National Security Advisor Condoleezza Rice, whose stance on affirmative action drew nationwide headlines last week, generally took a centrist approach to race and gender preferences during her years as provost of Stanford University in the 1990s, according to supporters and some critics on campus.
Rice antagonized some female faculty members and other supporters of affirmative action by asserting that in one important arena -- decisions on whether junior faculty should be promoted to tenured positions, which guarantee lifetime employment -- affirmative action should not apply.
Her remarks on that point have figured in a four-year investigation by the federal Department of Labor into the university's personnel practices.
A spotlight was put on Rice's views on affirmative action a week ago, when she issued a statement on President Bush's opposition to the race-based student admissions practices at the University of Michigan that are being challenged in the U.S. Supreme Court. Rice said she backed Bush, but went on to say that "it is appropriate to use race as one factor among others in achieving a diverse student body."
To Rice's admirers and her critics from her days at Stanford, the position had a familiar ring.
"You couldn't say she was a fervent, outspoken advocate of affirmative action," said Albert Camarillo, a Stanford history professor specializing in American 20th century race and ethnicity issues. "She was generally supportive of affirmative action, with limits."
"She's not Ward Connerly," said Cecilia L. Ridgeway, a sociology professor, referring to the architect of California's Proposition 209, an anti-affirmative action measure that passed in 1996. "She does not want to say, 'Oh, it [affirmative action] is all wrong.' "
In the area of affirmative action as it applies to student admissions, Rice had a fairly low profile at Stanford.
The school was considered to have a good track record among the elite universities in enrolling underrepresented minorities. It maintained enrollment levels of 8% for blacks and 11% for Latinos during Rice's time as provost.
James M. Montoya, a former administrator at Stanford who directed admissions and then served as a vice provost for student affairs reporting to Rice, said Rice "was really serious about making certain our diversity programs were well-grounded."
Montoya said he was impressed by Rice's "commitment to making certain that we ensured diversity through affirmative action" while at the same time making sure that "there were no quotas, no set-asides, no separate tracks in which students were being considered in the admissions process, and that race was one of a number of factors that contributed to a diverse and robust student body, but that race be considered as only one factor."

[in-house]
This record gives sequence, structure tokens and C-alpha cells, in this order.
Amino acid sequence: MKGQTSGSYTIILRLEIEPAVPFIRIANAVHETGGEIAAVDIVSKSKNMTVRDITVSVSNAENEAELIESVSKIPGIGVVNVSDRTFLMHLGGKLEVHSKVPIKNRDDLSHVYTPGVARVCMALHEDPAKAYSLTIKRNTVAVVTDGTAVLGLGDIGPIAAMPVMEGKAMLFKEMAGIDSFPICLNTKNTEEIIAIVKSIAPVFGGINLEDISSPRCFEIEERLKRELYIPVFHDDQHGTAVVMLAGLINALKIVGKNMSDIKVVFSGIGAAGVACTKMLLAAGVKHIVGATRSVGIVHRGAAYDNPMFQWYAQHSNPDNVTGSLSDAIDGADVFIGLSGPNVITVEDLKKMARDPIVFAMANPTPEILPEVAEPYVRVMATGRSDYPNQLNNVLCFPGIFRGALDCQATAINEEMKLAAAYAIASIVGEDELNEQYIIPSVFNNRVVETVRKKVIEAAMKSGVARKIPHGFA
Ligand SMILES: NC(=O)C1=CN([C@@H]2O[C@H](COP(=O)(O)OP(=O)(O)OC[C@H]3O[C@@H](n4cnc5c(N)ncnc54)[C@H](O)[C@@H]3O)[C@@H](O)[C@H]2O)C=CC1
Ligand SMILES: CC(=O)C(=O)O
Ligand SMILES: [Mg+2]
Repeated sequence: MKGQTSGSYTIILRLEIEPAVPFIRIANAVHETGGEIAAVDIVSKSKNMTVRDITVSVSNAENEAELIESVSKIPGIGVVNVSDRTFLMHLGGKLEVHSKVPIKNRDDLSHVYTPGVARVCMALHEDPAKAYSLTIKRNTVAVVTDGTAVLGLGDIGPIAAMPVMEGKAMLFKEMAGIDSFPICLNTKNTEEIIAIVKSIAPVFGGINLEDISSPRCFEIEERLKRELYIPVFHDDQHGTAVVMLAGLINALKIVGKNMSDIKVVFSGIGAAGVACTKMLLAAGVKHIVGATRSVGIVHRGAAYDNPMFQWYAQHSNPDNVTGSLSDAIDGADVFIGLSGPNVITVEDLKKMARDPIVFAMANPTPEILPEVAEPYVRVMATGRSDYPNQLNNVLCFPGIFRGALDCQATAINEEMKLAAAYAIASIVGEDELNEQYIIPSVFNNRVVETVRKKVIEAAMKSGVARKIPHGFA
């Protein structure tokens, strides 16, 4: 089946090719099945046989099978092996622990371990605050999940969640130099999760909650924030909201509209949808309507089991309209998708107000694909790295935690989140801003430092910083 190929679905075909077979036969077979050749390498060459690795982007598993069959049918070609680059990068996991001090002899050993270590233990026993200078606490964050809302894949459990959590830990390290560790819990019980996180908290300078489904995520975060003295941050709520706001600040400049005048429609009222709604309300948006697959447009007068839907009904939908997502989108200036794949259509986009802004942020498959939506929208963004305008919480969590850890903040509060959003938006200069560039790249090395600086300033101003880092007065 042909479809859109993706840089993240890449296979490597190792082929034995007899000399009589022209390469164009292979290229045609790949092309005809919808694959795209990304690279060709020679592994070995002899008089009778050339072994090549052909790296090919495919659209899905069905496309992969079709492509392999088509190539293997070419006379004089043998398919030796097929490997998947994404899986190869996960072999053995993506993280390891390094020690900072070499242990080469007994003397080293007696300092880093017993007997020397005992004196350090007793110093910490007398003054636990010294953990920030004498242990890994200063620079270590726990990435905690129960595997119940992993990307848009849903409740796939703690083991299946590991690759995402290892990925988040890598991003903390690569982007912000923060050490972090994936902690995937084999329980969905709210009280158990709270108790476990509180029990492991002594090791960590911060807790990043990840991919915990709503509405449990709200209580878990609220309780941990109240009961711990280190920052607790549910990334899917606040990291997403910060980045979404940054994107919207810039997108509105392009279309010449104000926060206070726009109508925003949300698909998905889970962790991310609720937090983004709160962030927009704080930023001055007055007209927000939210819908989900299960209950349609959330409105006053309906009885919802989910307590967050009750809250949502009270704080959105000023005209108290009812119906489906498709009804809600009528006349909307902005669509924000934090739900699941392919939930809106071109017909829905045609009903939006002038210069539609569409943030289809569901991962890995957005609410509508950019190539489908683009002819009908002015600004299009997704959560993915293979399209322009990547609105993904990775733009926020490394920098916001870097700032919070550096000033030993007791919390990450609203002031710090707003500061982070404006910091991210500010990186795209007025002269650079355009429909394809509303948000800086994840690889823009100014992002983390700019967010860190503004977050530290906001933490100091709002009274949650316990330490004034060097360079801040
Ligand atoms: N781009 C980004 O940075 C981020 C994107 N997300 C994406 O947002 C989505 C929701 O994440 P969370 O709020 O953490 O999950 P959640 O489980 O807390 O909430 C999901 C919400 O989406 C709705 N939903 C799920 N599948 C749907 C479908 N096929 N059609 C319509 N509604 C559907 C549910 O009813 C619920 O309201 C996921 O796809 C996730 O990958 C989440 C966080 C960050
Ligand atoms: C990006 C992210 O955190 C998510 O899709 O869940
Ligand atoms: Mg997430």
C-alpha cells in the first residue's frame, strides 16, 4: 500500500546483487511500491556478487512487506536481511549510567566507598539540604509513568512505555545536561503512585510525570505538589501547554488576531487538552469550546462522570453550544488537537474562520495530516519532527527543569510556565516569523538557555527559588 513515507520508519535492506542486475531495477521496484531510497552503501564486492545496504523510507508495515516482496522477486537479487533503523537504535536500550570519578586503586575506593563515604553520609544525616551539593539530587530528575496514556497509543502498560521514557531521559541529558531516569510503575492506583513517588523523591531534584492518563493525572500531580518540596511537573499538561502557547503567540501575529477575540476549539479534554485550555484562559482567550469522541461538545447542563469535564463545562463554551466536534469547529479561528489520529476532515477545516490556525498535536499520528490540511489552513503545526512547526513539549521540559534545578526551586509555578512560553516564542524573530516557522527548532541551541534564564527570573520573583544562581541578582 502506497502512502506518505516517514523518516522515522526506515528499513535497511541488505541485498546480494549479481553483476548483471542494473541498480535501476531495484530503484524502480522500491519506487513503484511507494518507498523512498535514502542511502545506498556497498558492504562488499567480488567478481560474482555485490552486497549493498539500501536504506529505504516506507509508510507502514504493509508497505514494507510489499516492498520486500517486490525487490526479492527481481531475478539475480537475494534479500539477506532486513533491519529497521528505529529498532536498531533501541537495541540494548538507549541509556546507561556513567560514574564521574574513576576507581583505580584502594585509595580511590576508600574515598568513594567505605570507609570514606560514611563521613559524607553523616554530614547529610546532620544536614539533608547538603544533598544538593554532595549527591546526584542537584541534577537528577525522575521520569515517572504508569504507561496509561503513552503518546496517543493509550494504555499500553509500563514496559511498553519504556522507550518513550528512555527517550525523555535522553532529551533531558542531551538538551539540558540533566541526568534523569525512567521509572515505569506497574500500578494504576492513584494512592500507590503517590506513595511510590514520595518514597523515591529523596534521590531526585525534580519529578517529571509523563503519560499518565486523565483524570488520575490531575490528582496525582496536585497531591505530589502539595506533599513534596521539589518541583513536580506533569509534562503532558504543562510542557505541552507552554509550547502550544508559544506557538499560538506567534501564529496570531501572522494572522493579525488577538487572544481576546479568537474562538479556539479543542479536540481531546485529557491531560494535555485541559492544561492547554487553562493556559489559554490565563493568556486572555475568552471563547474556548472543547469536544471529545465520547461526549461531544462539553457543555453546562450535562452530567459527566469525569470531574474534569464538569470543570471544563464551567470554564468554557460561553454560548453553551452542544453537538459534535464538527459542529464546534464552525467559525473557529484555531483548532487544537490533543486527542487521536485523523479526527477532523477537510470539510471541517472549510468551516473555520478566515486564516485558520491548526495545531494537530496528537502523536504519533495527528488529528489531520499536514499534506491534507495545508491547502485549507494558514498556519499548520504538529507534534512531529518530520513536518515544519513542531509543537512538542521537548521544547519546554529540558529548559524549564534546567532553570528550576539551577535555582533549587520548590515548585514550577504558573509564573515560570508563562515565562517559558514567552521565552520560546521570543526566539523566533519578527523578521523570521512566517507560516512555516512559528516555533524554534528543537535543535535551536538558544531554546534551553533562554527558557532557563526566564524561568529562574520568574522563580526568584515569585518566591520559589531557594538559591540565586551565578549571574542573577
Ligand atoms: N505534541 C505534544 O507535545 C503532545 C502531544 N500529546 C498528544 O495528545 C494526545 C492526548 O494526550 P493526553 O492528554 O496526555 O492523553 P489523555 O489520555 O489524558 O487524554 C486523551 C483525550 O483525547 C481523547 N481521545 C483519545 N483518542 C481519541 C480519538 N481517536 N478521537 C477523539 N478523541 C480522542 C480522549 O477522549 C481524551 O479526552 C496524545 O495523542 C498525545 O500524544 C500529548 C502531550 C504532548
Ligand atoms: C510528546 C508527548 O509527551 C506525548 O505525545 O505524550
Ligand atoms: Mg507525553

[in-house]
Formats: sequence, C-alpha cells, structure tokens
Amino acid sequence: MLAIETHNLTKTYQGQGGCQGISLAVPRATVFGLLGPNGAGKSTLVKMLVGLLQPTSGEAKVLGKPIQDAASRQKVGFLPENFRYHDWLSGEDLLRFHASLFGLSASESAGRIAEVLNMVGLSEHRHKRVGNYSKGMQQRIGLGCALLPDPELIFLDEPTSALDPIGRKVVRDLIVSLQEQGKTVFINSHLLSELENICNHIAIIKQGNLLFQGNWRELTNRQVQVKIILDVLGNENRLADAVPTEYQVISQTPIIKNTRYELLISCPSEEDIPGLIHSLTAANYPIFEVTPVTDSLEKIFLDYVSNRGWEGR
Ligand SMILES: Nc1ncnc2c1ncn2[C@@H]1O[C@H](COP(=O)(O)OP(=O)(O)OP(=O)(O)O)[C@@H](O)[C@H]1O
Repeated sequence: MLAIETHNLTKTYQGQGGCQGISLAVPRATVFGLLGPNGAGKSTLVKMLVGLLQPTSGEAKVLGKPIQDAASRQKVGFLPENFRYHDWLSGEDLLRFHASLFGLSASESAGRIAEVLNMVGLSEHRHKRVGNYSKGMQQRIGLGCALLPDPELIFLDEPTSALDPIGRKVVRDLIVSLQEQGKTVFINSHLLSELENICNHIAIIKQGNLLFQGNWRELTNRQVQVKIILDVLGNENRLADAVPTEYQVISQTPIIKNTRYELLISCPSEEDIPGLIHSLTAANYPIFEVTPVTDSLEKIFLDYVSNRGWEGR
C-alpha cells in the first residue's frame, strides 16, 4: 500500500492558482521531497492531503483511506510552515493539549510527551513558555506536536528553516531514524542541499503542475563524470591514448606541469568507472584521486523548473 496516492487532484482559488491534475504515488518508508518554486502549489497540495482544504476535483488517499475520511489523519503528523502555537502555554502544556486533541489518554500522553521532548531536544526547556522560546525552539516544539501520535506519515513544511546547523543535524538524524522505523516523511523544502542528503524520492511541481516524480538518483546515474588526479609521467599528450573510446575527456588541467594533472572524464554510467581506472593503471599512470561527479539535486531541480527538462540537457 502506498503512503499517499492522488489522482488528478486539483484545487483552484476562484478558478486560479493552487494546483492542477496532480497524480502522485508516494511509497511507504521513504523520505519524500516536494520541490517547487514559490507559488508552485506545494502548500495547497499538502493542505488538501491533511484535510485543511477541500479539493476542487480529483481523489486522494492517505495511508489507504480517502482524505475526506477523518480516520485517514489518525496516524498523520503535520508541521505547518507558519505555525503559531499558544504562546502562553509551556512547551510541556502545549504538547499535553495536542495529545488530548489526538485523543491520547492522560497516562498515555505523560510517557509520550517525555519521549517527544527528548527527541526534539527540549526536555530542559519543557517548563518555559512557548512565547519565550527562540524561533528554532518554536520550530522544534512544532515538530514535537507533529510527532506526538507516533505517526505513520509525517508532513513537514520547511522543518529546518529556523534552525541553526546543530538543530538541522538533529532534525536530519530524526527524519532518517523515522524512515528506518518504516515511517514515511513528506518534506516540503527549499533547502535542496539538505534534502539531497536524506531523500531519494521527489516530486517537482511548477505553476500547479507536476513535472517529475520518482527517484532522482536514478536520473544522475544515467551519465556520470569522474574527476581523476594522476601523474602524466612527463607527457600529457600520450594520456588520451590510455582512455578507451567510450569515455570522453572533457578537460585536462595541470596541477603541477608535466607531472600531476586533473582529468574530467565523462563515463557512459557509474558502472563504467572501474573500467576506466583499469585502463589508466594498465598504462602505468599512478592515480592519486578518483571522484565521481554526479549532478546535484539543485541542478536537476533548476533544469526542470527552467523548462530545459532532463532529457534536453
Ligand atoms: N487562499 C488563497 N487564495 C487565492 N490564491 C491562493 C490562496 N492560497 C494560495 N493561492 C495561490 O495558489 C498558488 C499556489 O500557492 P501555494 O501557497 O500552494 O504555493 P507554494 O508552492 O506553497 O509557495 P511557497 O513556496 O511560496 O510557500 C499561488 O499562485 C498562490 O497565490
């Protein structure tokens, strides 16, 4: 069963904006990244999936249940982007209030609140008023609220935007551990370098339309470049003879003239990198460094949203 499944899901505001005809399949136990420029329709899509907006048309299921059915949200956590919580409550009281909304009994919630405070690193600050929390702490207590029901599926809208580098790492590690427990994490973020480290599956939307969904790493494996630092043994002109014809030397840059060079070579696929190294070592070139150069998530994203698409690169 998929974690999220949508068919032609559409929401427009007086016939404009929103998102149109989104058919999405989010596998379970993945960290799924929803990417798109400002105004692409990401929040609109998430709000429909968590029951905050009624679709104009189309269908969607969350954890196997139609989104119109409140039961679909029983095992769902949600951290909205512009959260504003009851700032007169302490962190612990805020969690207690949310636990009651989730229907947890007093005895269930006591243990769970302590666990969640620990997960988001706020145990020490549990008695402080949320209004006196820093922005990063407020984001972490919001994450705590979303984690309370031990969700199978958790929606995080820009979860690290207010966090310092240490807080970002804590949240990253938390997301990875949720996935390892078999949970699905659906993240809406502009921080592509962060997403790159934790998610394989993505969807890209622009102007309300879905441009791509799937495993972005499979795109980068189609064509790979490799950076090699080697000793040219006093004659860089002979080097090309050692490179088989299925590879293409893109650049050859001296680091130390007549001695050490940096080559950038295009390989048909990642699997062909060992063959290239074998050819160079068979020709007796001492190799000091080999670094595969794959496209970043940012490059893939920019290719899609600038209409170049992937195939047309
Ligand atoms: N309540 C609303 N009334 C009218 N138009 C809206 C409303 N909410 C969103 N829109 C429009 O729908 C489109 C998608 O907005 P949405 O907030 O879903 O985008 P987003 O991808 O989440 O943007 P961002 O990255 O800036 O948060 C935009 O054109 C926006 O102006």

The best known episode involving Rice and affirmative action came at a tense faculty senate meeting in May 1998, where she established limits to affirmative action on campus.
Rice, who as provost was the university's chief academic officer, got into an intense debate with various professors about the status of women faculty and the use of affirmative action in tenure decisions, according to minutes of the meeting and the Stanford Report, an official university publication.
In the meeting, Rice emphasized that she supported affirmative action in hiring, but said she was "completely opposed to the introduction of affirmative action criteria at time of tenure," the Stanford Report said.
"I am myself a beneficiary of a Stanford strategy that took affirmative action seriously, that took a risk in taking a young PhD from the University of Denver," she said at the meeting, referring to her arrival on campus in 1981.
But, she said, "in principle, I do not believe in, and in fact will not apply, affirmative action criteria at the time of tenure."
Linda A. Mabry, who taught at Stanford Law School from 1993 to 1998, said Rice's comments "set a tone that there wasn't a problem" with low numbers of women and minorities moving into tenured positions.
"For those of us who were there, to see claims that she actually fought for diversity, and fought for affirmative action and was a champion on these issues at Stanford, leaves us completely dismayed, because that wasn't what happened," Mabry said.
Mabry was one of the group of more than a dozen junior faculty and researchers who triggered the Labor Department investigation of Stanford by filing a discrimination claim. She has since given up practicing and teaching law to teach at an after-school program in East Palo Alto.